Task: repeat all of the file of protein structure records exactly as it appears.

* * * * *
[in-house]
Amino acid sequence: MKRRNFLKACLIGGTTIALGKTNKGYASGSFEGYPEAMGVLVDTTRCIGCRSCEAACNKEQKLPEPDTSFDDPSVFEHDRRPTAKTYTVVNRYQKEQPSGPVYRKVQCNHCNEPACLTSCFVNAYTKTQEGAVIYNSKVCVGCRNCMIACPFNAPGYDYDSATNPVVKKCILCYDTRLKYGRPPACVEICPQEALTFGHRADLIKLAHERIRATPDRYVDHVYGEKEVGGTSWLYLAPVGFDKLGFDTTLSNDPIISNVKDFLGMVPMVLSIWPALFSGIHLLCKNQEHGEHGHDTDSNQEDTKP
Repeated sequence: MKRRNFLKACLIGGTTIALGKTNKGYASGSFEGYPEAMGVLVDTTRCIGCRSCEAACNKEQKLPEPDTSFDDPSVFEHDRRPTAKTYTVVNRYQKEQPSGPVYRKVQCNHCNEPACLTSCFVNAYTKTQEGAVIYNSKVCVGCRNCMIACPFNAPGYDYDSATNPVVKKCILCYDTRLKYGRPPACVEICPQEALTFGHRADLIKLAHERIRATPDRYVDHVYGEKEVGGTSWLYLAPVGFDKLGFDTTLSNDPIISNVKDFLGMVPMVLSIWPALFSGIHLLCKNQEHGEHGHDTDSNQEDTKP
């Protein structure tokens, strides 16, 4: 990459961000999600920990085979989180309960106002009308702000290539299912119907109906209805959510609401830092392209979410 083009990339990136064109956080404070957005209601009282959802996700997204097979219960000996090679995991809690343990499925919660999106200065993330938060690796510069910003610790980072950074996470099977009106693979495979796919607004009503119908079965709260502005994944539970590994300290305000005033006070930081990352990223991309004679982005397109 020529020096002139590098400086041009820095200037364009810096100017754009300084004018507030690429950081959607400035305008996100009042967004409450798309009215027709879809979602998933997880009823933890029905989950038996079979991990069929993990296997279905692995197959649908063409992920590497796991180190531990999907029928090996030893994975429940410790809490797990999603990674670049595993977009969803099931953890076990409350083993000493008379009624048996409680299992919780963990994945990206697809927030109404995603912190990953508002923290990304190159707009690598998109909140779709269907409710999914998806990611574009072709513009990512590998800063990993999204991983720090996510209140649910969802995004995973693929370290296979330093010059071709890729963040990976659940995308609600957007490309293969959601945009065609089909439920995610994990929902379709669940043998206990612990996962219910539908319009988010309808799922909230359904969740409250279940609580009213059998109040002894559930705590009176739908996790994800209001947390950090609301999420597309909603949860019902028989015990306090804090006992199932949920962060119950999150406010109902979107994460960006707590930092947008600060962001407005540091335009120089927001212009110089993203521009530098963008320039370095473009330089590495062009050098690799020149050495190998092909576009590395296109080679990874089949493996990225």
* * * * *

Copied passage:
[in-house]
Amino acid sequence: MKRRNFLKACLIGGTTIALGKTNKGYASGSFEGYPEAMGVLVDTTRCIGCRSCEAACNKEQKLPEPDTSFDDPSVFEHDRRPTAKTYTVVNRYQKEQPSGPVYRKVQCNHCNEPACLTSCFVNAYTKTQEGAVIYNSKVCVGCRNCMIACPFNAPGYDYDSATNPVVKKCILCYDTRLKYGRPPACVEICPQEALTFGHRADLIKLAHERIRATPDRYVDHVYGEKEVGGTSWLYLAPVGFDKLGFDTTLSNDPIISNVKDFLGMVPMVLSIWPALFSGIHLLCKNQEHGEHGHDTDSNQEDTKP
Repeated sequence: MKRRNFLKACLIGGTTIALGKTNKGYASGSFEGYPEAMGVLVDTTRCIGCRSCEAACNKEQKLPEPDTSFDDPSVFEHDRRPTAKTYTVVNRYQKEQPSGPVYRKVQCNHCNEPACLTSCFVNAYTKTQEGAVIYNSKVCVGCRNCMIACPFNAPGYDYDSATNPVVKKCILCYDTRLKYGRPPACVEICPQEALTFGHRADLIKLAHERIRATPDRYVDHVYGEKEVGGTSWLYLAPVGFDKLGFDTTLSNDPIISNVKDFLGMVPMVLSIWPALFSGIHLLCKNQEHGEHGHDTDSNQEDTKP
């Protein structure tokens, strides 16, 4: 990459961000999600920990085979989180309960106002009308702000290539299912119907109906209805959510609401830092392209979410 083009990339990136064109956080404070957005209601009282959802996700997204097979219960000996090679995991809690343990499925919660999106200065993330938060690796510069910003610790980072950074996470099977009106693979495979796919607004009503119908079965709260502005994944539970590994300290305000005033006070930081990352990223991309004679982005397109 020529020096002139590098400086041009820095200037364009810096100017754009300084004018507030690429950081959607400035305008996100009042967004409450798309009215027709879809979602998933997880009823933890029905989950038996079979991990069929993990296997279905692995197959649908063409992920590497796991180190531990999907029928090996030893994975429940410790809490797990999603990674670049595993977009969803099931953890076990409350083993000493008379009624048996409680299992919780963990994945990206697809927030109404995603912190990953508002923290990304190159707009690598998109909140779709269907409710999914998806990611574009072709513009990512590998800063990993999204991983720090996510209140649910969802995004995973693929370290296979330093010059071709890729963040990976659940995308609600957007490309293969959601945009065609089909439920995610994990929902379709669940043998206990612990996962219910539908319009988010309808799922909230359904969740409250279940609580009213059998109040002894559930705590009176739908996790994800209001947390950090609301999420597309909603949860019902028989015990306090804090006992199932949920962060119950999150406010109902979107994460960006707590930092947008600060962001407005540091335009120089927001212009110089993203521009530098963008320039370095473009330089590495062009050098690799020149050495190998092909576009590395296109080679990874089949493996990225």